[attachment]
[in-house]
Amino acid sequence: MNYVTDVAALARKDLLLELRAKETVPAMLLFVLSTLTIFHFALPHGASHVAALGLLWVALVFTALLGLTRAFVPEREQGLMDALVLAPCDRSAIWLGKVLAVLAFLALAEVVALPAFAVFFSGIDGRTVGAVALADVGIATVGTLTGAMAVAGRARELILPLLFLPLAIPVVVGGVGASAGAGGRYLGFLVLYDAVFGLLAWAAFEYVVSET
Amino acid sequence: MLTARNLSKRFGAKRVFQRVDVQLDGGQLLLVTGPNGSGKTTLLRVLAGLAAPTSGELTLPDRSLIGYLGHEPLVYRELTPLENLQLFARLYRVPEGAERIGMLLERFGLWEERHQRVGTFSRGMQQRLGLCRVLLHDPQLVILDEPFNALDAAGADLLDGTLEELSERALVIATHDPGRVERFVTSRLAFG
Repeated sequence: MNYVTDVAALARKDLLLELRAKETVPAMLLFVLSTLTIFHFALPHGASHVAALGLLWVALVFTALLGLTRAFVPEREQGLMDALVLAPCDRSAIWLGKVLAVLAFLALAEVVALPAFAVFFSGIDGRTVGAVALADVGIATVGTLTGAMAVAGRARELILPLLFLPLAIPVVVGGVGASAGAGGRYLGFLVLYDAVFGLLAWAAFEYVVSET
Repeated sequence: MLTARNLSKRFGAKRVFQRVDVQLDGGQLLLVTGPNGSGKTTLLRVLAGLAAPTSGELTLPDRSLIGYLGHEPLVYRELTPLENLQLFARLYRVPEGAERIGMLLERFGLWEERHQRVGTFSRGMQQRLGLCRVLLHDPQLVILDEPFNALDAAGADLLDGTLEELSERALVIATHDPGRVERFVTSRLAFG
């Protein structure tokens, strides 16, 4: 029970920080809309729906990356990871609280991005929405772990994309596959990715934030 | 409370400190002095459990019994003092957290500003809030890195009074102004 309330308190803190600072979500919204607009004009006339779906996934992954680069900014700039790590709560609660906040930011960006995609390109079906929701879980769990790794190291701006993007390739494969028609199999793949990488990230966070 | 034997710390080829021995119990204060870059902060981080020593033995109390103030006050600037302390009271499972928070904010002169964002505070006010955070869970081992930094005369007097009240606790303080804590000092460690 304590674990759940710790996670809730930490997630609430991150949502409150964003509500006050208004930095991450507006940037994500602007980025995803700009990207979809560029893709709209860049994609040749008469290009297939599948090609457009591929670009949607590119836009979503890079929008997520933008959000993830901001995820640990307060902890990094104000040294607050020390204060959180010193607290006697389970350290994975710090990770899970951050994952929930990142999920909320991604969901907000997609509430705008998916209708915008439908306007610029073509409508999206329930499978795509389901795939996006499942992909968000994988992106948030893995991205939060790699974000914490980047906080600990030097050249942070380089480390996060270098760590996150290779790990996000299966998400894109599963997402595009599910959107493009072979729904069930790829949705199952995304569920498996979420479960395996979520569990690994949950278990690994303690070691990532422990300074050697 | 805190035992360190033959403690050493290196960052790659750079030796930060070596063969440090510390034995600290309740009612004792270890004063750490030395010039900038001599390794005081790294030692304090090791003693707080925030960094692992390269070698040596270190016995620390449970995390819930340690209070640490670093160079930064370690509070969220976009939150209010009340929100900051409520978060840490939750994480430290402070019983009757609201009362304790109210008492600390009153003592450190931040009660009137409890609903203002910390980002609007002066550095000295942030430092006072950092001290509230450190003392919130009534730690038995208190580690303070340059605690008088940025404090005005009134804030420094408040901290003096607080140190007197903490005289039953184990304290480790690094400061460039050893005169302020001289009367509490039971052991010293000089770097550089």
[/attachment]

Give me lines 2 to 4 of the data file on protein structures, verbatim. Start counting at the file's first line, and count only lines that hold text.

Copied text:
Amino acid sequence: MNYVTDVAALARKDLLLELRAKETVPAMLLFVLSTLTIFHFALPHGASHVAALGLLWVALVFTALLGLTRAFVPEREQGLMDALVLAPCDRSAIWLGKVLAVLAFLALAEVVALPAFAVFFSGIDGRTVGAVALADVGIATVGTLTGAMAVAGRARELILPLLFLPLAIPVVVGGVGASAGAGGRYLGFLVLYDAVFGLLAWAAFEYVVSET
Amino acid sequence: MLTARNLSKRFGAKRVFQRVDVQLDGGQLLLVTGPNGSGKTTLLRVLAGLAAPTSGELTLPDRSLIGYLGHEPLVYRELTPLENLQLFARLYRVPEGAERIGMLLERFGLWEERHQRVGTFSRGMQQRLGLCRVLLHDPQLVILDEPFNALDAAGADLLDGTLEELSERALVIATHDPGRVERFVTSRLAFG
Repeated sequence: MNYVTDVAALARKDLLLELRAKETVPAMLLFVLSTLTIFHFALPHGASHVAALGLLWVALVFTALLGLTRAFVPEREQGLMDALVLAPCDRSAIWLGKVLAVLAFLALAEVVALPAFAVFFSGIDGRTVGAVALADVGIATVGTLTGAMAVAGRARELILPLLFLPLAIPVVVGGVGASAGAGGRYLGFLVLYDAVFGLLAWAAFEYVVSET